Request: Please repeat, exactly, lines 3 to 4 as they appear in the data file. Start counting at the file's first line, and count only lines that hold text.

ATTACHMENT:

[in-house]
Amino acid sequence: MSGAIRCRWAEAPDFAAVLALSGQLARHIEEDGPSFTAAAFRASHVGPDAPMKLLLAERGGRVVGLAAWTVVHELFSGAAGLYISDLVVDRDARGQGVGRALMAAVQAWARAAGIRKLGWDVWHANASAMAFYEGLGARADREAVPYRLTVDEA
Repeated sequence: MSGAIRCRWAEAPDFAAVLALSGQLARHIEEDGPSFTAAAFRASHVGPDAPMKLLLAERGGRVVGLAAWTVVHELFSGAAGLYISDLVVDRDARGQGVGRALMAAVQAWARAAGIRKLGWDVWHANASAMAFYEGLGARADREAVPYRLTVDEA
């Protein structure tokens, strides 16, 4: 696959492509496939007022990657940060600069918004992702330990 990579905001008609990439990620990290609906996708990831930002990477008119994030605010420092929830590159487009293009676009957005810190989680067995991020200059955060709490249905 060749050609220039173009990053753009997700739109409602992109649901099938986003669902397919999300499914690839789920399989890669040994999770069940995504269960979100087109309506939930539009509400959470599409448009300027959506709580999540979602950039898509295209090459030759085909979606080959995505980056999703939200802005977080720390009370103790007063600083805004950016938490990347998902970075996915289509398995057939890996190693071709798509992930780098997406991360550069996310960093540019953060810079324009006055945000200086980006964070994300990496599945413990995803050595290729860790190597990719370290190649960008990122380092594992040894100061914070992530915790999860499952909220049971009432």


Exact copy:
Repeated sequence: MSGAIRCRWAEAPDFAAVLALSGQLARHIEEDGPSFTAAAFRASHVGPDAPMKLLLAERGGRVVGLAAWTVVHELFSGAAGLYISDLVVDRDARGQGVGRALMAAVQAWARAAGIRKLGWDVWHANASAMAFYEGLGARADREAVPYRLTVDEA
């Protein structure tokens, strides 16, 4: 696959492509496939007022990657940060600069918004992702330990 990579905001008609990439990620990290609906996708990831930002990477008119994030605010420092929830590159487009293009676009957005810190989680067995991020200059955060709490249905 060749050609220039173009990053753009997700739109409602992109649901099938986003669902397919999300499914690839789920399989890669040994999770069940995504269960979100087109309506939930539009509400959470599409448009300027959506709580999540979602950039898509295209090459030759085909979606080959995505980056999703939200802005977080720390009370103790007063600083805004950016938490990347998902970075996915289509398995057939890996190693071709798509992930780098997406991360550069996310960093540019953060810079324009006055945000200086980006964070994300990496599945413990995803050595290729860790190597990719370290190649960008990122380092594992040894100061914070992530915790999860499952909220049971009432």